The Motueka Library was another example where decisions were made on information that was suspect at best. When the proposed new Library for Motueka was put forward there was a drive from a number of Councillors and community members to create a “hub” where the library would incorporate a new Council centre as well.
Staff pushed back saying that the service centre was fine and we should only build a single-story library.
No sooner than Council had signed off on the Library design than a staff report came through telling us that the Motueka service centre was “not fit for purpose” and we needed to rebuild it.
This was also prior to the staff accommodation review telling us that we needed more staff office space. Taking all this information into account would have made a very different picture for the economics of building a multi-story library in Motueka with the ability to house more staff and serve the community well into the future. Instead, we have a barely big enough library that does not solve any of the other issues.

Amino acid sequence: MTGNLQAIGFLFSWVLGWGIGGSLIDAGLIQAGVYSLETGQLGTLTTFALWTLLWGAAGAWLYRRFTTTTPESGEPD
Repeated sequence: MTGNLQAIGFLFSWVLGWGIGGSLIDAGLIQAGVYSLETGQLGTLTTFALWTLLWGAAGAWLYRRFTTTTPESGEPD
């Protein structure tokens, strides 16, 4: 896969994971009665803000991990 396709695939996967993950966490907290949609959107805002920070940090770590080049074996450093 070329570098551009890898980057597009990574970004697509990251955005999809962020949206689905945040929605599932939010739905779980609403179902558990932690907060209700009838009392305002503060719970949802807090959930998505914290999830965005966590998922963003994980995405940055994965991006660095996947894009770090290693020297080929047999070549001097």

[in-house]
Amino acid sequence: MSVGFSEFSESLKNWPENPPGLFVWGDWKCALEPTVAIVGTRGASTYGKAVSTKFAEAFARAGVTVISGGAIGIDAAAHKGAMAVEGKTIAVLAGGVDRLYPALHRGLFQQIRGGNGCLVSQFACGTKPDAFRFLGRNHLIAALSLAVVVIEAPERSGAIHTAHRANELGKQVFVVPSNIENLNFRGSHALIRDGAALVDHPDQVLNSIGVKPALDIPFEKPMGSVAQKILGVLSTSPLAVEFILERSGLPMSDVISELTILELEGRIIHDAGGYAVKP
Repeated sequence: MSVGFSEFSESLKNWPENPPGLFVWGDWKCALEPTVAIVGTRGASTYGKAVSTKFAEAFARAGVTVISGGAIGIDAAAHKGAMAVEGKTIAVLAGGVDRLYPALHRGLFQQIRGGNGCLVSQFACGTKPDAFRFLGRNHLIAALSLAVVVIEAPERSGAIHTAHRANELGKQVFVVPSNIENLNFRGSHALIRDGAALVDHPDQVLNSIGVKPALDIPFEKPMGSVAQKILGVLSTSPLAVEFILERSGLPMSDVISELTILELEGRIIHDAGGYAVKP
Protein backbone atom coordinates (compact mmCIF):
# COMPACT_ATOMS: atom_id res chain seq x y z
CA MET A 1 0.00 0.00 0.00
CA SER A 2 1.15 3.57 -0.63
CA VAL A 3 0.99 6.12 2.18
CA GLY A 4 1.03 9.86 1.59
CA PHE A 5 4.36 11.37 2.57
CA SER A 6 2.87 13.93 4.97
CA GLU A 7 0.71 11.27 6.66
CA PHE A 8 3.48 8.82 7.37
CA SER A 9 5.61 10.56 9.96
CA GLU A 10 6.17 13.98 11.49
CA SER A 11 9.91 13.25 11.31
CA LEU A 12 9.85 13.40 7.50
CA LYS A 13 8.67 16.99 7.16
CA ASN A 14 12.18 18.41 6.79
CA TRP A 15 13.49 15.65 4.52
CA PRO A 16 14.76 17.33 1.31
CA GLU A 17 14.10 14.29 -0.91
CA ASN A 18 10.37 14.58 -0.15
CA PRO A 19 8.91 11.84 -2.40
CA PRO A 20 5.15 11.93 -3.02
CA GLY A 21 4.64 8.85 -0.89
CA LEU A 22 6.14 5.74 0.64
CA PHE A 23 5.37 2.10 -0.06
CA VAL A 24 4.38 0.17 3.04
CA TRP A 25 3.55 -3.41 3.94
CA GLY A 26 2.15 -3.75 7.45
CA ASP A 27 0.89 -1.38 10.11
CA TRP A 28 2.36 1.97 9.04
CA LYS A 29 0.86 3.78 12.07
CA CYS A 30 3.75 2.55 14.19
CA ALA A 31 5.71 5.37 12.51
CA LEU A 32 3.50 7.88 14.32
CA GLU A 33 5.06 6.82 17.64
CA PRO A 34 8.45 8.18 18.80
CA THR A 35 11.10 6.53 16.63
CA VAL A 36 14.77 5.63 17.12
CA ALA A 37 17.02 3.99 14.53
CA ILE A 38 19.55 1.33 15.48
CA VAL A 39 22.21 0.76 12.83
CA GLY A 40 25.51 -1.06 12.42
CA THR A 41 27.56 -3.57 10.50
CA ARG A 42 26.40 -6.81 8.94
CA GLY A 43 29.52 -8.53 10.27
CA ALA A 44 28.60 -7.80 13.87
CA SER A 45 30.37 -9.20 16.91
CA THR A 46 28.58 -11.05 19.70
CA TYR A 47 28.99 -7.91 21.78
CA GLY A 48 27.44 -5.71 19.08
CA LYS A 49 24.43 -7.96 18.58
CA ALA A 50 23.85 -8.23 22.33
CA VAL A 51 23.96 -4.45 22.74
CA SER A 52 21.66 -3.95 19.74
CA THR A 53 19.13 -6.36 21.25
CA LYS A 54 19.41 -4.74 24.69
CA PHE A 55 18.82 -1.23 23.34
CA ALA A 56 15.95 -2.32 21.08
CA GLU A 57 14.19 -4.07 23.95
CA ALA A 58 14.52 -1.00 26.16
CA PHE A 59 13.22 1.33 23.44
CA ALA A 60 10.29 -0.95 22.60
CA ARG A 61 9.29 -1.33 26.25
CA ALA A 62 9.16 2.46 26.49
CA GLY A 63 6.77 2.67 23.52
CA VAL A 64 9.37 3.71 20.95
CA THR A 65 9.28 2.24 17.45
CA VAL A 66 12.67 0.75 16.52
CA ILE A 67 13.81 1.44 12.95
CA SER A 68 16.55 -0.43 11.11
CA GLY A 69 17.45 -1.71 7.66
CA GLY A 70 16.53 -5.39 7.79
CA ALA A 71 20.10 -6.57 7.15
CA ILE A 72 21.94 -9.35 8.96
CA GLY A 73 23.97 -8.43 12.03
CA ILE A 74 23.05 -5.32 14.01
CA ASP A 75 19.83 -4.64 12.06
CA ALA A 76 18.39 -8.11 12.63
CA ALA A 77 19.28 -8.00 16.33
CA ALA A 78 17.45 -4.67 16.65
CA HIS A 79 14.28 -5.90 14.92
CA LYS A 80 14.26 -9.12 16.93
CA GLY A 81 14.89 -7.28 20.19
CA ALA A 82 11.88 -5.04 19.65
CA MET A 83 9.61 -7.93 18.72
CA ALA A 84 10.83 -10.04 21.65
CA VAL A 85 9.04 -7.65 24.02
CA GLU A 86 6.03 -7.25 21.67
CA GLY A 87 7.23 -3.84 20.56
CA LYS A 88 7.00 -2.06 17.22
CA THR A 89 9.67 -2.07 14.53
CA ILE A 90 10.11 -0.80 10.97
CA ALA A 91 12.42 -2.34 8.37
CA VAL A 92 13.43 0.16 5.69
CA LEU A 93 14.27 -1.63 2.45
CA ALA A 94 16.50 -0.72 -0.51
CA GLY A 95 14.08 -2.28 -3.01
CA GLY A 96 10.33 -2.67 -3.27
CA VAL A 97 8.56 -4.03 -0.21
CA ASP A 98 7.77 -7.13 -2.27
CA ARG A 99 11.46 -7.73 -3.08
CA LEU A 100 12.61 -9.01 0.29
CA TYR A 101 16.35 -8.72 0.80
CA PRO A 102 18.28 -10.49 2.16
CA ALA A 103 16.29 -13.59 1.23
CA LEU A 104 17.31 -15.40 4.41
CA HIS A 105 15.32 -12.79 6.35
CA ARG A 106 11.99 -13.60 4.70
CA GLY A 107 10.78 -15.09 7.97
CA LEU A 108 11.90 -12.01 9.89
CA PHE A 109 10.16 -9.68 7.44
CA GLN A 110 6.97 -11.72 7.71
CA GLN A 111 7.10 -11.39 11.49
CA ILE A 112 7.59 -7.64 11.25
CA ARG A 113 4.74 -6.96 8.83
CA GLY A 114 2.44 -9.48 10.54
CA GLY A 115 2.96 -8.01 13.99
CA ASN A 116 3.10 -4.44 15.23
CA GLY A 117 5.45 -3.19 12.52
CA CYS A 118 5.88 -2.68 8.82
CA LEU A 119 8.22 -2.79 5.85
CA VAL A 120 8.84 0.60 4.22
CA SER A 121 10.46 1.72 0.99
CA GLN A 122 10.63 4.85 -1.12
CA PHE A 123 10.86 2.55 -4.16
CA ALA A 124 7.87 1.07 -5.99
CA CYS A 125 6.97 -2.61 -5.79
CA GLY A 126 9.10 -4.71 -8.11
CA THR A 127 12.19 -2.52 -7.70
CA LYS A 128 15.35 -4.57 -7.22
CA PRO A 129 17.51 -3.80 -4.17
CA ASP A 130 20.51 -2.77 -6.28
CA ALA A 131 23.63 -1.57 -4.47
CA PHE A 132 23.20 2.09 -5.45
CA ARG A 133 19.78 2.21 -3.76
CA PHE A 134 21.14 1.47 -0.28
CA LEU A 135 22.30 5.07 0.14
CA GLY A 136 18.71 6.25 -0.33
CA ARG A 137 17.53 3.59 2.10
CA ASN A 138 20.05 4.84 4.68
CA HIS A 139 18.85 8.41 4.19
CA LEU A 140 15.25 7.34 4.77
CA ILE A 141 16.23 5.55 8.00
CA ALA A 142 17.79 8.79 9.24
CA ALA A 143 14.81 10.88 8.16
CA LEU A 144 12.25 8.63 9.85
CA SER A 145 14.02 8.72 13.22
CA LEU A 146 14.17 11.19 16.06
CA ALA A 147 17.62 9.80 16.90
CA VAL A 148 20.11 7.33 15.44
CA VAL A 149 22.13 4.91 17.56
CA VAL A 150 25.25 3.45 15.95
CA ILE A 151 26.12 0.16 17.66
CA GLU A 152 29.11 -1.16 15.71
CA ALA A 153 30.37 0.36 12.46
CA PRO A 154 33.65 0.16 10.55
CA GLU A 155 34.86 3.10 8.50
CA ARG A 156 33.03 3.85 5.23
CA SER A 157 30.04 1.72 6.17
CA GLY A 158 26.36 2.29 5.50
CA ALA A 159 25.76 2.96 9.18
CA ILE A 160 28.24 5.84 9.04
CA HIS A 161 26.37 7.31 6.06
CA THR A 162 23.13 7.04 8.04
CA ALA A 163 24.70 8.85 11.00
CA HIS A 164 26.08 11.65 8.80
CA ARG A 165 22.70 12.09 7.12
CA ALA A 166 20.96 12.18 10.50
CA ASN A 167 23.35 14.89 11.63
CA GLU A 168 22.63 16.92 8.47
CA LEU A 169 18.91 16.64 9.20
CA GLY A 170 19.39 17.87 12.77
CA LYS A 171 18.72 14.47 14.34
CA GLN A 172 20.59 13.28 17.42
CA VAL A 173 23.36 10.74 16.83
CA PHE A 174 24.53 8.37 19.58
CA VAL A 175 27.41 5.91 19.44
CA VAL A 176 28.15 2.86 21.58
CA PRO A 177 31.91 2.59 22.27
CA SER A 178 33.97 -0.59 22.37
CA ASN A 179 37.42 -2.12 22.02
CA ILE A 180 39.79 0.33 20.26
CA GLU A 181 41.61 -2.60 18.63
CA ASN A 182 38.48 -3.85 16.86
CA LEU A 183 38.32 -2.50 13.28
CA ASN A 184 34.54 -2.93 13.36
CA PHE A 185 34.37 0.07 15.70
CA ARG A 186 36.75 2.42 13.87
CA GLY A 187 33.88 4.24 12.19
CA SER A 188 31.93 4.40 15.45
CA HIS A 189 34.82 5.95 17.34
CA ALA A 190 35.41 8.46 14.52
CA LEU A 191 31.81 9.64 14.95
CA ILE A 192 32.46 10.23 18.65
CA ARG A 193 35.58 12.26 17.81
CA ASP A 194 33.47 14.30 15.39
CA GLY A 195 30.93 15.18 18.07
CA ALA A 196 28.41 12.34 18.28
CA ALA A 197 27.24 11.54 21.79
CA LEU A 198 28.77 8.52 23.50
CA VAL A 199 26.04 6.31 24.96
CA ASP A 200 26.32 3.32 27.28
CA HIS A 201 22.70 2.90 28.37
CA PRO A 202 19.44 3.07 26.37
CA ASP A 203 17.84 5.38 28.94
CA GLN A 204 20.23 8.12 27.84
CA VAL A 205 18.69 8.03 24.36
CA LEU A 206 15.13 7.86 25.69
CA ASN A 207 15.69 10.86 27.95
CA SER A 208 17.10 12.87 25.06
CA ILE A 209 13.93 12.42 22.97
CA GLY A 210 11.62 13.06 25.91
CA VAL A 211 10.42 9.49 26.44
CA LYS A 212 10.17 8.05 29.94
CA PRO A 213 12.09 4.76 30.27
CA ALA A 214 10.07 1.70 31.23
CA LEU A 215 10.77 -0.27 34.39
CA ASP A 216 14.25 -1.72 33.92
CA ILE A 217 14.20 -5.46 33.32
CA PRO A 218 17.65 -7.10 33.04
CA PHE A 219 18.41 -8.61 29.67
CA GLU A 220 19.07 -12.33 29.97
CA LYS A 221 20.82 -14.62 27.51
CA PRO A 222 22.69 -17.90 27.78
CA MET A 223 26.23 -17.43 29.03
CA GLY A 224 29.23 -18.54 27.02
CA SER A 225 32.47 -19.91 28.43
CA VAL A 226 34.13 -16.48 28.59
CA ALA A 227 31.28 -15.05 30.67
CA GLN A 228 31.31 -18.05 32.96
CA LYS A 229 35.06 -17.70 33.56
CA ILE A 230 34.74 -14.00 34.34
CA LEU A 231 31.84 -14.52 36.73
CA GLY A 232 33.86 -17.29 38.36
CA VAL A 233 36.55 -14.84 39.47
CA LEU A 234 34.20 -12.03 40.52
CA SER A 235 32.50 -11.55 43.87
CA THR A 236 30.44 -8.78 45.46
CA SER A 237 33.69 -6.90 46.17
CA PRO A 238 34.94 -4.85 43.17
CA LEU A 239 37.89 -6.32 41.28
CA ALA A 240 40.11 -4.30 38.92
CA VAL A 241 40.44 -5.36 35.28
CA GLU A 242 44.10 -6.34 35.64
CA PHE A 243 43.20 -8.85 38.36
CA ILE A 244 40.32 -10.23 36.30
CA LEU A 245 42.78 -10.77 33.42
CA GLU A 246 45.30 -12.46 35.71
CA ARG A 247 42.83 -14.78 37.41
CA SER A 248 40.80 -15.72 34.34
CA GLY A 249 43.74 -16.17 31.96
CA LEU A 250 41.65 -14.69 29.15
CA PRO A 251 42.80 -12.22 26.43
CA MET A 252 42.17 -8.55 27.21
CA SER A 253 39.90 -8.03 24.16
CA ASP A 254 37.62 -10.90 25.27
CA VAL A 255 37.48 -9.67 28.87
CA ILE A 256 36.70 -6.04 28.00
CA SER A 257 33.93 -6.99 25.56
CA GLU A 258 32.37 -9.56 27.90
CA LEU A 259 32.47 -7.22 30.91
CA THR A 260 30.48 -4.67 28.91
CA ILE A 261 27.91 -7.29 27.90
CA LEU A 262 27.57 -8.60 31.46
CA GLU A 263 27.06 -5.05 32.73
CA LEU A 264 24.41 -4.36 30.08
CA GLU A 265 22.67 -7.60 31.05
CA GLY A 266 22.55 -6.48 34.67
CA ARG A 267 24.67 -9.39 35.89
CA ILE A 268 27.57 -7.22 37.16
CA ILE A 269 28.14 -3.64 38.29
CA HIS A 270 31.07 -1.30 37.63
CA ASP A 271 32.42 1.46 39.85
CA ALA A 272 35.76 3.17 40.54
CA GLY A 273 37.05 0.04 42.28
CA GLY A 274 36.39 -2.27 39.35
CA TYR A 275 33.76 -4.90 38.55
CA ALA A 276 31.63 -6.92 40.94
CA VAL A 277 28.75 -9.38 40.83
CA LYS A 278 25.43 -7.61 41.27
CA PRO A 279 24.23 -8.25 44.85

Earlier this year, I was concerned with the constant proposals by staff that we spend literally hundreds of thousands of dollars, seemingly at every Council meeting, and the Councillors that were voting according to staff recommendations.
I suggested that our Council had no idea of the impending impact that COVID was about to have on our community and their ability to fund all this unbudgeted money that we were spending (after all the previous Council spent every last cent of our debt cap and future commercial returns to fund a dam).
Because of my involvement with the Stock Market, I was watching the global situation with COVID and the impact that it was having around the world as it headed our way. But after my comment that this Council was ill-informed, the Mayor assured me that he and the Council staff had a “pretty good grasp” about COVID and its potential impacts.
About two weeks later the country was in level 4 lockdown, and a few weeks after that the Council voted through a rate freeze for the current year. Well informed?